Since the beginning of the space era in October 1957 when the first artificial satellite (Sputnik) was launched, humans have set up thousands of satellites and rockets into space.
Our planet is already struggling with pollution on land. Now Earth’s orbit too is becoming the junkyard of our solar system. Just like Jupiter, Saturn, Neptune, and Uranus, Earth will have its own rings but they will be made of space Junk.
What is space junk or debris?
Space junk can be anything from dead satellites and scrapped rockets to nut bolts and even tiny flecks of paint. All these things float around the earth in the lower earth orbit. This is the orbit closest to the earth and most of the satellites and a space station too revolve in this orbit.
At present, there are more than 2,200 operational satellites orbiting Earth. Also, there are around 36500 pieces of junk bigger than 10 cm in size, 1000000 objects from 1 cm to 10 cm, 330 million objects from 1 mm to 1 cm revolving around the Earth. They orbit at a speed of 25,265 kmph, fast enough for a small piece of junk to damage a satellite.
What risks can space junk cause?
The rising amount of space junk increases the potential threat to all space objects, including the International Space Station and other spacecraft.
According to NASA, debris in orbits below 600 kilometers will fall back to Earth and burn up in the earth’s atmosphere within several years, but debris above 1,000 kilometers will continue orbiting the Earth for a century or more.
As space debris circles around the earth at massive speeds of about 25,265 kmph in lower Earth orbit, it could cause serious damage to a satellite or a spacecraft in case of a collision.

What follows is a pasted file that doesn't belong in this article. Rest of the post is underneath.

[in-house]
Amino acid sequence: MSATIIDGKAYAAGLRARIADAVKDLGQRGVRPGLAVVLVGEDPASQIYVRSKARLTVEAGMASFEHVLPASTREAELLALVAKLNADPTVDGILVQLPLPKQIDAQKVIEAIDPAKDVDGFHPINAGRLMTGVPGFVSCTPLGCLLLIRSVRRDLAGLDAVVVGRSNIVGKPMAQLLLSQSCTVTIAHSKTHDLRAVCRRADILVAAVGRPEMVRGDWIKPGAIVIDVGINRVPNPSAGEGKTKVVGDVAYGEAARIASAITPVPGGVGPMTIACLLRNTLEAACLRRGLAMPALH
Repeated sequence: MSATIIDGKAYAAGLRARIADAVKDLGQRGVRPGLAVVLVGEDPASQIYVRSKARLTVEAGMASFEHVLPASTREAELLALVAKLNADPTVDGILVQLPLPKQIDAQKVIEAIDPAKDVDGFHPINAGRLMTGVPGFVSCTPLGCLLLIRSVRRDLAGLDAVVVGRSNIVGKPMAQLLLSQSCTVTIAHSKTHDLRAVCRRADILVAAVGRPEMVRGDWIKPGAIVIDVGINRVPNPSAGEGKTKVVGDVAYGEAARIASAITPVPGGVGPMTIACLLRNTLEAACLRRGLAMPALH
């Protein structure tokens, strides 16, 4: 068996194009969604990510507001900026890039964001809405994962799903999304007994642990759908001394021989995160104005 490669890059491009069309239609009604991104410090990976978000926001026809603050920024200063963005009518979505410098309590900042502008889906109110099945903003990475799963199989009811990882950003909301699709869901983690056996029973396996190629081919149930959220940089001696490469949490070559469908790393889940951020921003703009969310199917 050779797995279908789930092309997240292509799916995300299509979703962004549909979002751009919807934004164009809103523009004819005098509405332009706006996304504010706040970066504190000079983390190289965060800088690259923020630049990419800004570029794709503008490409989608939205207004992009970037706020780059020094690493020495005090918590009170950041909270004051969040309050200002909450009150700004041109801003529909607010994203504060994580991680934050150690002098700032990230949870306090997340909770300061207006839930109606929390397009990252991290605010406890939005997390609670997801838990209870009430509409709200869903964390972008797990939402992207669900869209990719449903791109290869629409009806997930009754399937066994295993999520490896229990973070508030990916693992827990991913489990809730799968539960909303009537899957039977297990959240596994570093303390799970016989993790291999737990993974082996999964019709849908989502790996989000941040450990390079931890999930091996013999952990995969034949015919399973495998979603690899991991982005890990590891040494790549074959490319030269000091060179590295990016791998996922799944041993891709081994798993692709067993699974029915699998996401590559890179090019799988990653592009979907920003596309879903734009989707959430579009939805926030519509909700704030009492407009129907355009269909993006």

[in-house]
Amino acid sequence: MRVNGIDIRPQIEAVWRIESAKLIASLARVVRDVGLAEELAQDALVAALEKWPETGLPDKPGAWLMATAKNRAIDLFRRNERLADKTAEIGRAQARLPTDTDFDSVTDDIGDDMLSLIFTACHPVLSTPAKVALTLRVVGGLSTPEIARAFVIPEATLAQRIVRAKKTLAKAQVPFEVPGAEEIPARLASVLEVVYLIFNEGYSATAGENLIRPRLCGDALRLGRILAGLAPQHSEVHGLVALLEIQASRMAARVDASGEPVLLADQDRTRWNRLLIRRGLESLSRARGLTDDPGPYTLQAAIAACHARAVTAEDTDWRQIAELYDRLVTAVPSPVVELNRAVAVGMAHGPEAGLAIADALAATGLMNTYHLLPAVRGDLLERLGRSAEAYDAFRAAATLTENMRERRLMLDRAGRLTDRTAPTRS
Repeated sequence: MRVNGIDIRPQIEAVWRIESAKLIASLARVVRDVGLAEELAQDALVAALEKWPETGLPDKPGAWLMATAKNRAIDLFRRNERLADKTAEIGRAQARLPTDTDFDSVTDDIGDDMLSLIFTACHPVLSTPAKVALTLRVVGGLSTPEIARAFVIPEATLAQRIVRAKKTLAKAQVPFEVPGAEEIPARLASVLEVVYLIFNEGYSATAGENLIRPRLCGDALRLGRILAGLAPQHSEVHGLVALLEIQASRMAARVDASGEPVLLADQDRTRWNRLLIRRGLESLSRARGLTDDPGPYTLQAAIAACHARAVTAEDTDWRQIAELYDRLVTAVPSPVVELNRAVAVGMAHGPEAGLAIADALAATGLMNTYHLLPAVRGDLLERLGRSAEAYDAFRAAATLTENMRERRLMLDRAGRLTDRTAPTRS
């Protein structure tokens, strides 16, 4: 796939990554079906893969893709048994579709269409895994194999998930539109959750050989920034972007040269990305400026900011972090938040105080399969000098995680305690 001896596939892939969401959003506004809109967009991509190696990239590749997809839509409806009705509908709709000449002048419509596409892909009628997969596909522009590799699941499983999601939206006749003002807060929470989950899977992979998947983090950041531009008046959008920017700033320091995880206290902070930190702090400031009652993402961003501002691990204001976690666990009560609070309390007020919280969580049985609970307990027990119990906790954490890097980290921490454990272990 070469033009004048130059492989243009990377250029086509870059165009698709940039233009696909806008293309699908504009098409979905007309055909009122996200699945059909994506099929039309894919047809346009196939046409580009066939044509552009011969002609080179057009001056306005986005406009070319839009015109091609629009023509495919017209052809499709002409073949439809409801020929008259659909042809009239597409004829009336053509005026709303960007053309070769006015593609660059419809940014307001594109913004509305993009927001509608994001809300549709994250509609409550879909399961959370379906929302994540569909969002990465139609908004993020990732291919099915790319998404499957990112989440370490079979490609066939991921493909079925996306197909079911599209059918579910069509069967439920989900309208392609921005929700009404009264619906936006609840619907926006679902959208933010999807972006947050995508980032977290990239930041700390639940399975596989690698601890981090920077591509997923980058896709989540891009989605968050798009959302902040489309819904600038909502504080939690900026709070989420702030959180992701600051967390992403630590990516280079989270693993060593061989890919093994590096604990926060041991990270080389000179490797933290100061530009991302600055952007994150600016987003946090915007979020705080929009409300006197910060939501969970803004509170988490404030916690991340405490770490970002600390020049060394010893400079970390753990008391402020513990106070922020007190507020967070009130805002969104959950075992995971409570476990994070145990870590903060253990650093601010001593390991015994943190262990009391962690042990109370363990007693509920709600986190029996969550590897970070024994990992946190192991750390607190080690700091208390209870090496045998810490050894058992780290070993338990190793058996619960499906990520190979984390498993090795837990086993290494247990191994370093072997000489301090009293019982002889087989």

Space debris is unlikely to affect space travel to Mars and beyond because spacecraft will travel very fast through this problematic region. But for the satellites and ISS which stay in this problematic region, it’s a big threat.
In the geostationary orbit, protective and mitigation measures account for about 5 to 10% of mission costs, and for lower-Earth orbits the cost is higher.
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Some Satellite collision events
Collision events are rare, but there are some notable events –
The first collision between an operational satellite and space debris took place in 1996 when a part of the European Ariane rocket collided with a French satellite.
In February 2009, a defunct Russian spacecraft collided with a functioning U.S. commercial spacecraft. This collision added more than 2,300 pieces of large debris with much more smaller debris to space junk.
In 2007, China tested an anti-satellite mission, which used a missile to destroy an old weather satellite, and added more than 3,500 pieces of large debris to space junk.
In November 2021, Russia destroyed its own dead satellite. This event happened at an altitude of just 80 km from the international space station. Due to this, the risk for the space station has increased.
In 1978, NASA scientist Donald Kessler proposed this idea. According to this, if there is a lot of space junk in orbit, it could result in more and more crashes and create new space junk. This could lead to the point where Earth’s orbit will become unusable. This is an extreme situation, but steps should be taken to avoid this.
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How can we remove space junk?
Japan’s Aerospace Exploration Agency (JAXA) and the European Space Agency have partnered with companies to help to remove space debris.
Several companies have come up with unique ideas –
Burning up all the fuel in a rocket stage, so it does not explode later or there is another solution of saving enough fuel to deorbit a satellite at the end of its mission.
Removing dead satellites from orbit and dragging them back into the atmosphere, where they will burn up. There are many ways we could do this including catching a satellite in a huge net, using magnets to catch it.
But all these methods are only useful for large debris orbiting Earth. There are no ways to pick up smaller pieces of debris.
Several companies like SpaceX and Amazon are planning to launch about 50,000 satellites to achieve global satellite internet coverage. This will add more junk into the space.
These orbits help us to study our planet, send space missions and more. It is important that we use it wisely, allowing future generations to enjoy its benefits.